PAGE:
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The N900 really is the super geek device

I was playing with an Nokia N900 device today. I loved it when I tried it out late last year — and I still love it today. It’s definitely not a consumer device but if it’s any indicator of what we can expect from Anssi Vanjoki’s top range Smartphone division, bring it on.

Have you checked one of these out recently?

Posted via email from MIR Live

By Ewan

Ewan is Founder and Editor of Mobile Industry Review. He writes about a wide variety of industry issues and is usually active on Twitter most days. You can read more about him or reach him with these details.

7 replies on “The N900 really is the super geek device”

I've used it as my primary device since November, and I couldn't imagine using a smartphone OS or a laptop.

Guys, you should take a look at the HTC Desire.. it is absolutly the best device i ever had.

I am tired and confused so I'll get straight to the point.

You headline this phone as being a “super geek device”. At the top of the front page of this site there is still the headline “My Kingdom For An iPhone Rival”. Well, hello!

This is what drives me nuts. With Nokia, with the MNO's. With the mobile buying public as a whole. This phone pulverises the iPhone. And one one level, because of the vastly lower number of applications available out of the Ovi Store for it.

The sooner people, MNO's start to realise that their phones are there to work for them, in every and anyway they want it to, the sooner the world of mobile will be better for us all. And I'm mighty annoyed that Nokia have let the opportunity they had with this phone, slip right through their hands. “Educate to illuminate”. Words Nokia could rule the mobile world with. If they put even a third as much effort into educating people about the true ways of mobile as they do into things like coming up with the N900, Maemo, Meego and Symbian ^4, in my humble opinion they would be looking at a, minimum of, 60% of the world wide mobile market share, as much as 75% of the smart phone market, and people in places like Silicon Valley would be spending an awful lot less time preaching the word of Jobs.

I think the point is that most people aren't mobile geeks – they're “normobs” to use Ewan's terminology.

What's great about the iPhone is it's an advanced device that normobs 'get' in a way that they haven't other devices. That's not just down to marketing or the number of apps available – developers will create applications for any platform so long as there are enough users, and they can get payed for it.

If you have to 'educate' your customers you've already lost the battle. A user ought to be able to pick up the device and work out how to use it for themselves.
Remember Ewan's post a couple of years back about finally discovering how to switch between running applications in S60? Nobody ever discovers after several years use how to switch between applications on the iPhone – they try pressing the home button and see that it works. Admittedly, the iPhone does lack multitasking at the moment – but in reality people seem to get on fine without it.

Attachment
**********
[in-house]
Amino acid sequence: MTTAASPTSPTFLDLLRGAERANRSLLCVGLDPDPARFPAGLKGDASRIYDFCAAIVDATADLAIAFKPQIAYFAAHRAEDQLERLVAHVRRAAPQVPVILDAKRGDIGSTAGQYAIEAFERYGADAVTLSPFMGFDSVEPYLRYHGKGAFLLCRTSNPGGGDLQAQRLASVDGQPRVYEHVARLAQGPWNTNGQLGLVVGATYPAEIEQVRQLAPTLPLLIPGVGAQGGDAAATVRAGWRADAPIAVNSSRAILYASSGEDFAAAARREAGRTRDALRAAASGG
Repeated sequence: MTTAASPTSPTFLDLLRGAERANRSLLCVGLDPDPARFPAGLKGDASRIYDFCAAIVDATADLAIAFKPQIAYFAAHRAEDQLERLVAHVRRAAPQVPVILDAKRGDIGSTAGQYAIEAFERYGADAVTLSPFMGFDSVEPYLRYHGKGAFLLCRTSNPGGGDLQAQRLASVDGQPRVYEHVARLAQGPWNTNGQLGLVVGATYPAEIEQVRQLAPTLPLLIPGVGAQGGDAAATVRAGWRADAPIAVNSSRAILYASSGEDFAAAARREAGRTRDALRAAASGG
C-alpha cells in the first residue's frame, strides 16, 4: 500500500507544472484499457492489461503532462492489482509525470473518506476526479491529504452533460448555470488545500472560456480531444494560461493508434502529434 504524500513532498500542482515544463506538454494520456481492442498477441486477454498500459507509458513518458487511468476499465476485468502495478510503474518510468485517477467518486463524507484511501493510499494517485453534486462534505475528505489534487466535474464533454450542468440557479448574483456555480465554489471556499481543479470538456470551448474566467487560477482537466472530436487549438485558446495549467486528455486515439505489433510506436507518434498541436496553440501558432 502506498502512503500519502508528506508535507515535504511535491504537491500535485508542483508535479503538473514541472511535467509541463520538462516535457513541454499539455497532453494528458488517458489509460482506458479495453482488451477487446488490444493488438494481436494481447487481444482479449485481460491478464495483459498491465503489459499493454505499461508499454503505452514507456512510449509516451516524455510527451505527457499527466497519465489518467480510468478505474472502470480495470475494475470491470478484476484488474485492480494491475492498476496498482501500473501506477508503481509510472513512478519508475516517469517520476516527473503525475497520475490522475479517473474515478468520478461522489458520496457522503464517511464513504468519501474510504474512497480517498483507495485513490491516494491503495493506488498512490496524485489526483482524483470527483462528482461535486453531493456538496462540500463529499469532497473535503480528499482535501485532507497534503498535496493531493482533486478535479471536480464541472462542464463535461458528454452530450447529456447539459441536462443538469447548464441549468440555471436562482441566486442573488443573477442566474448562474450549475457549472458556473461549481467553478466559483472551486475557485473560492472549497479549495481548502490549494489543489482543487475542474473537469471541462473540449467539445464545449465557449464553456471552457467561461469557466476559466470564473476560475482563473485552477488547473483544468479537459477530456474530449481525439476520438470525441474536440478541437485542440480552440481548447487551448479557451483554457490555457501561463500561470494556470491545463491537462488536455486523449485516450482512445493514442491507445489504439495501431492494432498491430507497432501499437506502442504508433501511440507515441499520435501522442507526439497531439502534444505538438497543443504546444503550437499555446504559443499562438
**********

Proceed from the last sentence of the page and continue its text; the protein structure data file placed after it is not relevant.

Rather than attempting to educate users, Nokia should be focussing on how to make things easier for them. Trying to beat the iPhone technically (e.g. with faster processors and so on) completely misses the point about why it's been successful.

Got one last year, (a few of) the best bits:

1. Web Browing – forget the plethora of browers available, firefox, opera etc, the default brower is simply in a league of its own (who needs a banking app when i can access it on the browser just like on my pc?)
2. Customising – looking at the same screen every time you turn on your mobile gets boring, very boring, not here – complete control over how your homescreen(s) look is fantastic. Not to mention controlling how many you use, i was using all 4, cut down to 3 and battery life is much better.
3. Although I dislike the phrase – multi-tasking, uploading sizeable media to your prefered social network, blog etc? no probs, crack on with something else whilst it gets on with it

Sure more apps would be great and it's criminal free nav isn't available yet but this the first handset I've had that genuinely helps me manage my life – calendar and email clients are fantastic. I've been playing alot with the iphone at the mo and whilst apps are great the rest of it is wholely uninspiring.

Sadly, whilst the N900 has more function than anything else out there it falls down on form, not a biggie to me but it's pretty much the first thing my 'normob' mates comment on…

hey ho, bring on Meego and the N9 🙂

I can understand the love affair with the User Experience Apple offers with its iPhone ecosystem. However, I have chosen to buy Nokia because it is able to offer very capable smartphones at terrific value. My 18 month old Nokia 5800XM cost me 40 dollars with a 1 year contract. I do value multi-tasking because I use Nokia's turn by turn navigation (OVI maps is free and globally available) while listening to podcasts. Around my wifi network I run Fring for 2 way video calls over Skype while keeping up to date with both a Twitter/Facebook client and Nokia's push e-mail service…also free. I look forward to the next generation Symbian phones…but am quite pleased with the stable performance, excellent battery life, ergonomics and loaded features of the 5800xm. I can't see Nokia succeeding like Apple in the US market…but globally…it will be very successful as long as it can execute its defined strategy well.

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